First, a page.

EXAM - Environment for XACML Policy Analysis and Management

As large organizations are transitioning into policy based management for tasks such as access control, network security, data privacy etc, the management and consolidation of a large number of policies is becoming a crucial component of such policy based systems. In large-scale distributed collaborative applications like web services, there is need for analysing policy interaction and performing policy integration. In this work, we propose and implement a comprehensive environment for policy analysis and management, which can be used to perform a variety of functions such as policy property analyses, policy integration(decomposition) etc. Currently our work focuses on analysis of access control policies written in the dialect of XACML (Extensible Access Control Markup Language). We consider XACML policies because XACML is a rich language which can represent many policies of interest to real world applications and is gaining widespread adoption in the industry. We believe that many of our proposed techniques can be extended to policies other than access control.

More details can be found at: EXAM.

Privacy-aware Role Based Access Control

Privacy is today a key issue in information technology and has received increasing attention from consumers, stakeholders, and legislators. Conventional access models, such as Mandatory Access Control (MAC) and Discretionary Access Control (DAC), are not designed to enforce privacy policies and barely meet the requirements of privacy protection. However, existing access control technology can be used as a starting point for managing personal identifiable information in a trustworthy fashion. A language used for privacy policies must be the same as or integrated with the language used for access control policies, because both types of policy usually control access to the same resources and should not conflict with one another. Therefore we have proposed a family of Privacy aware Role Based Access Control (P-RBAC) models that naturally extend classical RBAC models to support privacy policies.

We believe that a RBAC-based solution to the problem of privacy-aware access control may have a great potential. It could be easily deployed in systems already adopting RBAC and would thus allow one to seamlessly introduce access control policies specialized for privacy enforcement. For details, please look at: Privacy-aware Role Based Access Control.

Communicating with End Users about Privacy Policies

Once organizations have determined and defined their privacy policies, they must find some way to communicate their privacy practices to their customers.  If people cannot understand these privacy policies, they are essentially useless. The Platform for Privacy Preferences (P3P), a machine-readable format for privacy policies, was developed in 2002 to facilitate user access to privacy information. We are developing a P3P-enhanced search interface, named Privacy Finder, to help users more easily understand privacy policies.  Like a nutrition label for privacy, Privacy Finder offers a privacy report that summarizes the most important and relevant information use elements present in the privacy policy.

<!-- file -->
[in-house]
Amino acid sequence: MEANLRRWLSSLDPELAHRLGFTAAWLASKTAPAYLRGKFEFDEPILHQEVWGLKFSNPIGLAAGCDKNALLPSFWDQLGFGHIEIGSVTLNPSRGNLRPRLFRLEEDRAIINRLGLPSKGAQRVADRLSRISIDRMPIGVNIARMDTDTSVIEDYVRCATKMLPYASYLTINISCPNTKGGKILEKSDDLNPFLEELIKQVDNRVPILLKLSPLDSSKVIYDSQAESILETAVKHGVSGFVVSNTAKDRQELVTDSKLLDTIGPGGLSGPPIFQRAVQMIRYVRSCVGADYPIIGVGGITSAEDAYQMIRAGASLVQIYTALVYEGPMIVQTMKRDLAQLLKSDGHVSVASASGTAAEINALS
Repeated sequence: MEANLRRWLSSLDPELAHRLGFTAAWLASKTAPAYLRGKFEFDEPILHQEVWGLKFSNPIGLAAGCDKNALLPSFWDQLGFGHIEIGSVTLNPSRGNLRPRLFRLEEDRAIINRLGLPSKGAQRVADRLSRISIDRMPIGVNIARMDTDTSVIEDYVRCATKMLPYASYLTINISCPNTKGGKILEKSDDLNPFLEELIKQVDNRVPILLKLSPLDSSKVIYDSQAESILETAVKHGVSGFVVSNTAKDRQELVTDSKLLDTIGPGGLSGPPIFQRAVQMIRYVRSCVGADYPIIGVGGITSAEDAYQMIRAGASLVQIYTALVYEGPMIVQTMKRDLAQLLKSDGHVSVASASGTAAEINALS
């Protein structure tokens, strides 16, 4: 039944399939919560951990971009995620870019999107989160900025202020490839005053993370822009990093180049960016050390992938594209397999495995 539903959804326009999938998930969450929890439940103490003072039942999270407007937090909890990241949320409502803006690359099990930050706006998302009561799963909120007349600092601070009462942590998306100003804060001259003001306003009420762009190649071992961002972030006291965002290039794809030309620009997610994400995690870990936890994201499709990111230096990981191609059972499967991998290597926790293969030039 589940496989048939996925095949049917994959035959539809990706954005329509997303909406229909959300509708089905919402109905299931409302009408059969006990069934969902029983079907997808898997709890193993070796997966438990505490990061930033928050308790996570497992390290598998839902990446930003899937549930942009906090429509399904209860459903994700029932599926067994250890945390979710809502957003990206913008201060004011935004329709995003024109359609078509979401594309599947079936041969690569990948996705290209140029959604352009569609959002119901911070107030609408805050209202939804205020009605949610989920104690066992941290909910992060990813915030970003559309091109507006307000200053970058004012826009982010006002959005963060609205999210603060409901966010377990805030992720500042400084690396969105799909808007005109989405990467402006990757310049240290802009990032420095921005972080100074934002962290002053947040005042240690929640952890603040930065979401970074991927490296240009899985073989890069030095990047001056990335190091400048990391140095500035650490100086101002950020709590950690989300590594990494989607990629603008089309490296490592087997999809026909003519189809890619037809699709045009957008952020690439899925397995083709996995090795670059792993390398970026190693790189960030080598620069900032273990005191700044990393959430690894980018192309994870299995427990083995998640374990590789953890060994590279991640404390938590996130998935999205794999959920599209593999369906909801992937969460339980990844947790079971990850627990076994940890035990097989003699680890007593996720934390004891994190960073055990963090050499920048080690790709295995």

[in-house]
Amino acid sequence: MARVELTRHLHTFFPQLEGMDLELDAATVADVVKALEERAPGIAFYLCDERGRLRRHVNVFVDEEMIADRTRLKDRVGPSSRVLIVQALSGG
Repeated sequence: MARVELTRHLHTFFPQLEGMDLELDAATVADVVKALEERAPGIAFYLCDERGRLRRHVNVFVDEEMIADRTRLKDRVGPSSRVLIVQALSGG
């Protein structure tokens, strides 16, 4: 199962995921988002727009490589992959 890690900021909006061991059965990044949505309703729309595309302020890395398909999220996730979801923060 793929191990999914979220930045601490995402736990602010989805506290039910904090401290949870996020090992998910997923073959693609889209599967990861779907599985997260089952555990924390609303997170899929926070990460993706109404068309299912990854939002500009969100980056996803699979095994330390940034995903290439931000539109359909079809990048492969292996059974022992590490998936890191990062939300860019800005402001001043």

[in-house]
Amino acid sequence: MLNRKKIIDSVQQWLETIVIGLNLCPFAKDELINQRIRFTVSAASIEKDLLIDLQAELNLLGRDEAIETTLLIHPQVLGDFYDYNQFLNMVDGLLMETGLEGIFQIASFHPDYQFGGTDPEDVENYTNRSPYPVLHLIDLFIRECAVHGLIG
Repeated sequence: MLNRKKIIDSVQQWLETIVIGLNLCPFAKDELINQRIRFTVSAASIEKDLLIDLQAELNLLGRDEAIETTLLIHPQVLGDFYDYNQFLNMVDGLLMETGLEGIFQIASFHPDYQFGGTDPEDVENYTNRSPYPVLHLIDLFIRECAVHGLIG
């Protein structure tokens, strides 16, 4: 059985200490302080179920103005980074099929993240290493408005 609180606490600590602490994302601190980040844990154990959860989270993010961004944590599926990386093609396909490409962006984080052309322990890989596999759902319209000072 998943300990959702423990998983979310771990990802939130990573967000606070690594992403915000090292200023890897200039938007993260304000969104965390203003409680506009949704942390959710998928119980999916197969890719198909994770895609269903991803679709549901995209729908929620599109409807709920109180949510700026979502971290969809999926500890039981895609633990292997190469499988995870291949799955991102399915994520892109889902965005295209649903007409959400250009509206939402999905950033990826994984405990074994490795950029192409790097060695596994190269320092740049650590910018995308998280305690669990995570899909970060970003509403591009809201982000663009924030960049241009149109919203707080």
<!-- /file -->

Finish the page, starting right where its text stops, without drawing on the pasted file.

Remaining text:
Please see Communicating with End Users about Privacy Policies for more details.

Expandable Grids

Designing good user interfaces for creating, viewing, and maintaining privacy policies is becoming increasingly important. As consumers share more and more personal data with enterprises, they demand that their data be better protected. On the enterprise side, new privacy legislation imposes a greater need to protect personal data. Protecting data requires policies that dictate who may access that data under what circumstances, and it requires communicating those policies to the people to whom they apply. We call the collection of activities surrounding policies -- creating, viewing, and maintaining -- policy "authoring". We are developing a new means, called Expandable Grids, to support people in policy authoring activities.

Please see Expandable Grids for more details.

Privacy Policy Analysis

We studied the deployment of computer-readable privacy policies encoded using the standard W3C Platform for Privacy Preferences (P3P) format to inform questions about P3P's usefulness to end users and researchers. We found that P3P adoption is increasing overall and that P3P adoption rates greatly vary across industries. We found that P3P had been deployed on 10% of the sites returned in the top-20 results of typical searches, and on 21% of the sites returned in the top-20 results of e-commerce searches. We examined a set of over 5,000 web sites in both 2003 and 2006 and found that P3P deployment among these sites increased over that time period, although we observed decreases in some sectors.

In the Fall of 2007 we observed 470 new P3P policies created over a two month period. We found high rates of syntax errors among P3P policies, but much lower rates of critical errors that prevent a P3P user agent from interpreting them.We also found that most P3P policies have discrepancies with their natural language counterparts. Some of these discrepancies can be attributed to ambiguities, while others cause the two policies to have completely different meanings. Finally, we show that the privacy policies of P3P-enabled popular websites are similar to the privacy policies of popular websites that do not use P3P.